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My first try at Stock

This post is about cooking, not about the stock market, so if you’re not here for “stock” in the cooking sense, then I don’t mind if you stop reading now! Otherwise, read on

Last Saturday, I decided to try making stock seriously for my first time. What do I mean by “seriously”? I’ve made stocks before, but never with any kind of understanding about what a fine stock should be. My prior stocks have been mostly turkey stock at Thanksgiving with ad hoc ingredients and no recipe, which I’ve immediately used as the liquid in a stuffing, and for gravy. I’ve never before tried to make a stock for subsequent use in sauces.

Before you read on, a lot of things I’m about to say will be based on listening to Free Culinary School, Episode 2. So if you are confused about my assumptions, I suggest you check it out!

Starting bright and early, I started calling to try to find veal bones. No luck. No luck at ALL. I ended up going with beef bones from a local store with a very small butcher in back.  This was mistake number 1 – using beef instead of veal bones. One hopeful future outcome of this is that the butcher took my name and number, along with my commitment to buy 5 lbs of veal bones should he order them. He can only get them 20 lbs at a time, and that’s WAY more than I can use, but he holds out hope that he can combine my order with others.

Back home, I roasted the bones while I prepped the mirepoix.  This may have been mistake number 2 – Not trying to cut the bones into some smaller pieces. The ones I had were HUGE, and the FCS episode (and website) didn’t address the size of the bones. OK, ok, they very strongly urged veal bones (see mistake number 1 above) and since I expect veal bones are a lot smaller than the bones I had, it probably wasn’t worth mentioning!

Bones now roasted, removed from pan, mirepoix added and roasting. Test fit bones in stock pot and…you guessed it…mistake number 3. I used a 5 qt dutch oven rather than my 12 quart stock pot. I can’t for the life of me remember WHY I made this choice, but I did. This was a mistake because I wasn’t able to add enough water to more than just barely cover the contents, but I didn’t know this was a problem for another couple of hours when after I’d tried to skim the fat and scum twice (once at the end of each hour). Skimming was impossible.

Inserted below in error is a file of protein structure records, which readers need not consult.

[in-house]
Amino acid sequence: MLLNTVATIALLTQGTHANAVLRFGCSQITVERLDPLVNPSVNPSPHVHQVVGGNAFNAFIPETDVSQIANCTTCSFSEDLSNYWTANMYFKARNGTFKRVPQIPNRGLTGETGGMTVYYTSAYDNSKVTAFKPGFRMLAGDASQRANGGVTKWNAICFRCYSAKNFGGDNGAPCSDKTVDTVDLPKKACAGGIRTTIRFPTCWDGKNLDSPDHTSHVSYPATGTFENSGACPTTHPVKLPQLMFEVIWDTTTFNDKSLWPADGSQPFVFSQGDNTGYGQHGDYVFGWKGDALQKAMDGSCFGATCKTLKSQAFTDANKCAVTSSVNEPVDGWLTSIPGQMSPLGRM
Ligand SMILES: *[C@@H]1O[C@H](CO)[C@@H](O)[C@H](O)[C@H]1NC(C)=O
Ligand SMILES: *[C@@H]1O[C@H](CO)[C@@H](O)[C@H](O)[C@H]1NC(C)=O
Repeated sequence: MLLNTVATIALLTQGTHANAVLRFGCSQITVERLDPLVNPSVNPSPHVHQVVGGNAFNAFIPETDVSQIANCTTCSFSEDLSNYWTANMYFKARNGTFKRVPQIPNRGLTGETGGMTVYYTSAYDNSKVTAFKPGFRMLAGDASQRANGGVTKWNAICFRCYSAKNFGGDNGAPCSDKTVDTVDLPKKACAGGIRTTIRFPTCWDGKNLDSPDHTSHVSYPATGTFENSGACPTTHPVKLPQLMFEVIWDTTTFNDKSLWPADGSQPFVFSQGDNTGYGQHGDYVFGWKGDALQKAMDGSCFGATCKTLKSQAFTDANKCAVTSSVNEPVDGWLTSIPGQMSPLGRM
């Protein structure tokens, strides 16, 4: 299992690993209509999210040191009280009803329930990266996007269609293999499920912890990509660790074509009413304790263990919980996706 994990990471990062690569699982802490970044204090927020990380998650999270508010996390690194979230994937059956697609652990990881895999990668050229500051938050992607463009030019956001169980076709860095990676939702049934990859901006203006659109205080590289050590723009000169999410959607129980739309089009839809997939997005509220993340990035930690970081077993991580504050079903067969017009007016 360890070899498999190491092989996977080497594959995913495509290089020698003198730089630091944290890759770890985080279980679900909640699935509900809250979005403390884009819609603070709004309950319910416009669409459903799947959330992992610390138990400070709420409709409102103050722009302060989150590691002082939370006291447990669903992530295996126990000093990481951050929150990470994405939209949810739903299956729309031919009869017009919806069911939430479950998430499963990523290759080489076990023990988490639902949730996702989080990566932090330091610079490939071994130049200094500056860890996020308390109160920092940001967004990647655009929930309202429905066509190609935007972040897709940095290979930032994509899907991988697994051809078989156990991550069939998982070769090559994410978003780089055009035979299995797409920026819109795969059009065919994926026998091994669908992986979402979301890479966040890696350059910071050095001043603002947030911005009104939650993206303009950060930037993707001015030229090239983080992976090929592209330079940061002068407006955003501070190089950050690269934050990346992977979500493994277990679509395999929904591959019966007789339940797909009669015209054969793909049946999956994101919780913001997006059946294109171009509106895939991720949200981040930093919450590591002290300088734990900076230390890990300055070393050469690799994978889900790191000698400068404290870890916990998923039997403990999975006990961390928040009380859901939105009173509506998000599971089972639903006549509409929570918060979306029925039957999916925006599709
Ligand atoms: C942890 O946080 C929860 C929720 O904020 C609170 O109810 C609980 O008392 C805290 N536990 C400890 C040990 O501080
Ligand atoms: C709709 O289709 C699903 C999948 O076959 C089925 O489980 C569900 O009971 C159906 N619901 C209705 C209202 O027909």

Dutifully I continued on, trying to skim hourly, and having to add microwaved (to 205 degree) water every couple of hours to bring the water level back UP to barely covering the contents.

Now we arrive at 11:30 PM. I’ve been simmering for 10 hours and almost completely unsuccessful in skimming the stock. I strain the stock into another large bowl and now see a large amount of fat that is riding on top of the stock. I want to get rid of that fat NOW, so I find a large storage container and laboriously transfer the stock using a Turkey Baster which allowed me to get under the fat and extract the rest of the liquid. I cool THIS container in an ice bath for about 20 minutes, then refrigerate overnight.

Sunday morning arrives – actually Sunday afternoon because I’ve been very lazy in the morning – and I take the refrigerated stock out. It has gelled, with a tiny amount of fat on top. While still gelled, and with a spool that I heat with hop tap water, I carefully skim off the fat. Now, I don’t have an immediate use for the stock, nor a contemplated in the next few days use, so I decide to reduce it to a demi-glace and freeze in ice cube trays for future easy use. Mistake number — what are we at now, 4? — I brought it to a simmer, then set a timer and went off to surf the web. I set it for too long, and when it goes off, the texture is syrupy with solids collecting at the bottom of 1 edge of my saute pan. Side note: for the first time in a long time I’m glad I haven’t leveled my range! Because it wasn’t level, the solids collected together at the lowest edge rather than spread themselves over the bottom.

Another quick nuke of some tap water and I add to the syrup, trying for something that I can freeze. Apparent success and I’ve now got 14 cubes of VERY concentrated beef stock — wait, that’s not the right word — essence in my freezer just waiting for a good use.  I suspect that I won’t like the results much because of the mistakes I’ve mentioned above (and other, smaller mistakes I haven’t mentioned!), but I’m still going to try it. I spent a LOT of time and I’m not going to let that time go to waste without testing the final result!

Towards testing it out: I’m looking for a recipe for anything that calls for meat stock as part of sauce making. There is 1 very big restriction: It needs to be easily divided to yield a 1-2 serving recipe! Less important is that it not have too many ingredients – I don’t want to make a big production of something that I suspect won’t be at it’s best (to say the least) due to substandard stock! So if you have a recipe I can use, please leave it – or a link to it – in the comments.

As I compose this, I’m beginning my SECOND try at stock. Poultry (chicken) stock this time. I had 3 lbs of chicken remains frozen and decided to go for it. Details to follow when available!

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